@quid: I wonder whether those five questions would be on top if we were on a system where that list is what appears to unregistered visitors. I don't know about other people's voting habits, but I've never felt the need to downvote a question because it doesn't really do anything (and costs a precious reputation point!): If a question is simply bad, I vote to close, and otherwise I leave it alone. But I (and maybe others) would possibly downvote several of those questions if doing so actually had a significant effect on the community.

    Now, I'm certainly not prepared to argue that such a list is an optimal thing to present on the front page. But in some sense, it gives the community more control than simply presenting the list of most recently active questions, which can potentially be overwhelmed with junk.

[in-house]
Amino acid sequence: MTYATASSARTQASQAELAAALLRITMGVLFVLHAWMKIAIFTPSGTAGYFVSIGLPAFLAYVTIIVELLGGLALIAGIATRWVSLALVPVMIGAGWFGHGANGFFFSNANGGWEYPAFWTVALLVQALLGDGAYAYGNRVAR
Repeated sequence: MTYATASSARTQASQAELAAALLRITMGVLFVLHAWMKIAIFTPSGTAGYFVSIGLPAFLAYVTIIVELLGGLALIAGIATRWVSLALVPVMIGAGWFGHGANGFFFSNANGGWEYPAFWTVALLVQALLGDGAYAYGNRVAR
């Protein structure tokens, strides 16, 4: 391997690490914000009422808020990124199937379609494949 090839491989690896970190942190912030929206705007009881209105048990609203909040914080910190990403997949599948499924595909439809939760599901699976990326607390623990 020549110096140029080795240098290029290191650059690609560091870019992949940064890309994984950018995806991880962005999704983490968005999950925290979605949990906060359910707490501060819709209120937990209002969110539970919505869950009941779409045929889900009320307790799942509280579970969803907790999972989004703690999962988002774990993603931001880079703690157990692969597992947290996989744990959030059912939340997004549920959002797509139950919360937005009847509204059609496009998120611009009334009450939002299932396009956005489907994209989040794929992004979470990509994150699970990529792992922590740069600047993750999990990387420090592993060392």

• CommentAuthorquid
    • CommentTimeJun 5th 2013 edited

    @Evan Jenkins: Interesting thought. But I do not believe voting habits will change for such a relatively abstract reason in a significant way, and while at the moment some of the later questions are really better, IMO, "extreme" questions will always be in some sense unusual and not representative and rather biased to the general/soft/vague end. (On SE2.0 downvoting questions would, AFAIK, even be free. And on math.SE they have plently of competent people there that cannot possibly consider the current top-question as good, but well still they are top.)